In 2013, an investigator for the People for the Ethical Treatment of Animals worked undercover for four months in the barn of a well-known Thoroughbred racehorse trainer.  PETA alleged that the trainer “forced injured and/or suffering horses to race and train.”  According to USA Today, after a year-long review, “the Kentucky Horse Racing Commission discussed the findings of its investigators and agreed neither [the trainer] nor his assistant…had done anything wrong.”

In response to similar investigations, Iowa passed a law in 2012 making it a crime for anyone to go undercover at agriculture-related operations like factory farms and slaughterhouses.  Days ago, in early 2019, a federal judge overturned the law as a violation of the First Amendment.  The Executive Director of the Animal Legal Defense Fund reacted to the ruling:  “Ag-Gag laws are a pernicious attempt by animal exploitation industries to hide some of the worst forms of animal abuse in the United States.  Today’s victory makes it clear that the government cannot protect these industries at the expense of our constitutional rights.”

Undercover investigations can expose inhumane treatment of animals.  On the other hand, the investigators may falsify and sensationalize their findings.

Animal-based enterprises tend to be insensitive or oblivious to how the general public views them.  For example, a recent article in the Lexington Herald Leader reported that:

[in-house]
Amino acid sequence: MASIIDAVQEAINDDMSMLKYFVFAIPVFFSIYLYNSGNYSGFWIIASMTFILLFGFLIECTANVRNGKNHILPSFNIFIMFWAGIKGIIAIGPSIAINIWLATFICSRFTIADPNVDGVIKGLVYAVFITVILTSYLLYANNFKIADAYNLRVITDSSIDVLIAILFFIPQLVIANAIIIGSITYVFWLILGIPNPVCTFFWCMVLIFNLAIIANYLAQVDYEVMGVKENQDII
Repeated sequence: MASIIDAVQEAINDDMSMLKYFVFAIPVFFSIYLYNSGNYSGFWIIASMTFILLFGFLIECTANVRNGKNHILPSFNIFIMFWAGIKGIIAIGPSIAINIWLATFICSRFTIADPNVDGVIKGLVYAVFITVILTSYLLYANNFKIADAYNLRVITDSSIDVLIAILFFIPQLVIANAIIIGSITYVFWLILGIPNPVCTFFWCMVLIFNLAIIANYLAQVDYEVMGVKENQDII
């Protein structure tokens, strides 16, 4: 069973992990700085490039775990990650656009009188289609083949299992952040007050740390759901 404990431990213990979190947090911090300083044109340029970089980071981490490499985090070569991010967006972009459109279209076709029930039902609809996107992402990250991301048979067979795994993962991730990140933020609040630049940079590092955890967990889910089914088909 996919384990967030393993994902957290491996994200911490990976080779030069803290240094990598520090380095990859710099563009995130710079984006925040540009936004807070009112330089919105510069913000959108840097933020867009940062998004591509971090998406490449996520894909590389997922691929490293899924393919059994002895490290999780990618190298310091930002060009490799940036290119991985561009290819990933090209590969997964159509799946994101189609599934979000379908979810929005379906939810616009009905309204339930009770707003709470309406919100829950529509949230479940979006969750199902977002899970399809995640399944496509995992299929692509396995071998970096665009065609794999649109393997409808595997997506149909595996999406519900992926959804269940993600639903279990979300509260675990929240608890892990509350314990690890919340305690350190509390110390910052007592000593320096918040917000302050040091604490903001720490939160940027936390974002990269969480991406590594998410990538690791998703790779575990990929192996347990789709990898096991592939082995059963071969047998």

“Kentucky is the worst state for animal protection laws for the 12th year in a row, according to the annual U.S. Animal Protection Laws Rankings Report.  The 13th annual report, by the Animal Legal Defense Fund was released Tuesday.

Kentucky is the only state that prohibits veterinarians from reporting suspected animal abuse, according to the release…  Felony animal cruelty and animal fighting only covers limited species, according to the release.”

Think about this Herald Leader article within the context of the well-publicized 2016 episode in which a Kentucky-based racehorse trainer and her father were charged with 43 counts of second-degree animal cruelty.  The public hears or reads of egregious episodes like this and are left to wonder why Kentucky, the horse-capital of the United States, is “the worst state for animal protection laws” and “is the only state that prohibits veterinarians from reporting suspected animal abuse.”

The Thoroughbred industry repeatedly shoots itself in the proverbial foot on humane issues. Witness the resistance to strict nationwide medication policy and regulation.

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